Food waste: average person 'throws away £12,350'

The average person will waste thousands of pounds on food that goes straight in the bin, loveMONEY analysis has found.

Each of us will throw away more than £12,300 worth of food over the course of our lives, loveMONEY can reveal.

By analysing figures from food waste charity WRAP, we found that the average person spends around £196 a year on food that goes straight in the bin*.

Extrapolate that from the age of 18 until the average life expectancy of 81 (the time during which we’re likely to buy our own food), and we reach the sobering total of £12,350 over a lifetime.

For a typical family with children, we’re looking at an annual waste of £700 per year, and a shocking £44,100 worth of food over the same 63-year period.

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Want not, waste not

The average household purchases around 27kg of food and drink per week, of which almost a fifth (19%) isn’t consumed, according to WRAP figures.

This amounts to almost six meals per week. Among the most common food items wasted are bread, milk, potatoes, meat, fish and poultry.

While households with more people obviously waste more food overall, one-person households actually throw away 40% more on a like-for-like basis.

Their food waste is worth around £290 each year.

Commenting on the figures, David Moon, head of sustainable food at WRAP, said: “Every year the UK bins approximately £12.5 billion worth of food.

“Reducing this food waste will help us all save money that could help pay many household bills, or be put towards family holidays.”

Not just households

Of course, we aren’t the only ones guilty of wasting food.

A separate report from WRAP found that UK supermarkets binned 235,000 tonnes of food last year, of which 115,000 tonnes was perfectly edible.

Put another way, its data showed supermarkets waste 360 million meals every year.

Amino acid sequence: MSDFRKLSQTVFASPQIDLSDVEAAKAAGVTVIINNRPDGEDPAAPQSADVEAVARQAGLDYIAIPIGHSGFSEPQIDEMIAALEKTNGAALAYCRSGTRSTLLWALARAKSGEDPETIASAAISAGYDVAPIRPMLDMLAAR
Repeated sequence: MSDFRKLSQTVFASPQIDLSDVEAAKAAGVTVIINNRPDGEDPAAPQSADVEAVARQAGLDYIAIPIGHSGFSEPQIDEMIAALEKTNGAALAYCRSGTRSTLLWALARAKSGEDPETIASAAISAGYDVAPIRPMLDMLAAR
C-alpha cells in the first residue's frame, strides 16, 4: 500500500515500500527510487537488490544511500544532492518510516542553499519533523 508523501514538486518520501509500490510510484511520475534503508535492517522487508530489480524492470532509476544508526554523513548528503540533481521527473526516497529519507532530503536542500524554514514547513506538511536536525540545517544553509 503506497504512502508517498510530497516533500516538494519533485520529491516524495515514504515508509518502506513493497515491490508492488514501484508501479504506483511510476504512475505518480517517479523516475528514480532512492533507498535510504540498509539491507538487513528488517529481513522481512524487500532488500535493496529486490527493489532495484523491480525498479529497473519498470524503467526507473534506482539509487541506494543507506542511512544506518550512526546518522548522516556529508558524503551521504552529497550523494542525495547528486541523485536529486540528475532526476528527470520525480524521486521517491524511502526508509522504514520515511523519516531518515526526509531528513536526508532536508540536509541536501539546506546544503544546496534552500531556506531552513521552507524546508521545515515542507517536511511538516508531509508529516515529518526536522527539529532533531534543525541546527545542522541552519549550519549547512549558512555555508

Feedback, an organisation which campaigns against food waste, told loveMONEY that everyone needs to play their part.

‘’When we waste food we also waste all the land, water, fuel and hard work that went into growing, packaging and transporting food.

“This is a huge problem, but what’s empowering is that the solutions are good for our pockets and the planet.

“We all have the power and responsibility to act, not only by buying what we need and eating what we buy, but also by demanding that the supermarkets we buy from reduce food waste within their supply chains.

“The movement against food waste is growing and everyone has a chance to be a part of it.’’

Food waste graphic: image: loveMONEY

Do your part to reduce waste

You can read about ways to cut your food waste – and your bills – with our handy guide.

If you’re stuck for ideas on what to do with food you’ve already bought, our sister title loveFOOD has this brilliant guide to making the most of leftovers.

Finally, visit the Love Food Hate Waste site, which is run by WRAP and features a load of easy-to-use, frugal tips.

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*WRAP figures show the average household contains 2.4 people, wasting an average of £470. Divide £470 by 2.4 and you get an average cost of £195.80.

Read more on loveFOOD:

Foods and drinks you throw away but shouldn’t

How to reduce food waste

How you can help food waste charities


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